Recommendations from the Committee on School Health of the American Academy of Pediatrics, (2) and guidelines from the Centers for Disease Control and Prevention (CDC), (5-7) also underscore the importance of establishing and maintaining school health councils. For example, CDC's Guidelines for School Health Programs to Promote Lifelong Healthy Eating recommend involvement of family members and the community in supporting and reinforcing nutrition education, and note that engagement of community resources to respond to the nutritional needs of children can be accomplished through school health advisory councils. (7)

Most publications about school health councils provide guidance to individuals and schools on the basics of school health councils, such as how to start a council, select council members, and conduct council meetings.'.8 These publications, however, do not provide information about the prevalence, characteristics, or effectiveness of existing school health councils.

One exception is a study by Dorman and Foulk9 that assessed characteristics of district-level school health councils in North Carolina, including number of members, number of meetings, and council functions. They did not, however, assess the quality of these councils and called for further study on the role of councils in the successful implementation of school health programs.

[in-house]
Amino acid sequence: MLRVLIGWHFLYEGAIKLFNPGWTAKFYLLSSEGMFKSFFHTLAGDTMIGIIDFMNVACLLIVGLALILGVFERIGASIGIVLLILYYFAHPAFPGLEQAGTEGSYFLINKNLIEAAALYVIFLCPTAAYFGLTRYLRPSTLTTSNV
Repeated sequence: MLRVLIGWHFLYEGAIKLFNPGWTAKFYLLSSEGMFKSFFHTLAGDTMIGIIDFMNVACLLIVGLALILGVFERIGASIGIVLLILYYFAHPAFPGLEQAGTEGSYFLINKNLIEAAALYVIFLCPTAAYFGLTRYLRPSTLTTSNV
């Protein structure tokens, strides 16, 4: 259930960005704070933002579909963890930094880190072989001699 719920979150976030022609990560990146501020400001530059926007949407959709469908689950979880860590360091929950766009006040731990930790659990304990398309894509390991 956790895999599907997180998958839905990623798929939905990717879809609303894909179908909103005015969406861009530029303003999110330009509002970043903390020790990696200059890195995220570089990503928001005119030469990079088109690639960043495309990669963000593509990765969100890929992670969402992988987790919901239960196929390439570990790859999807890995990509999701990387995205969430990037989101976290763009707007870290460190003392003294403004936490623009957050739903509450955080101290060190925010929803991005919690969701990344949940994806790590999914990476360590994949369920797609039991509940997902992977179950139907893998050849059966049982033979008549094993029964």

Killip et al (10) describe some case studies that document the effectiveness of a school health council as a means to improve the school health program, but no study to date has examined how school health councils nationwide are associated with multiple characteristics of school health programs. This study used data from the School Health Policies and Programs Study (SHPPS) 2000 to describe the prevalence of school health councils in schools in the United States and to examine the relationship between school health councils and selected school health policies and programs. …

The rest of this article is only available to active members of Questia

Sign up now for a free, 1-day trial and receive full access to: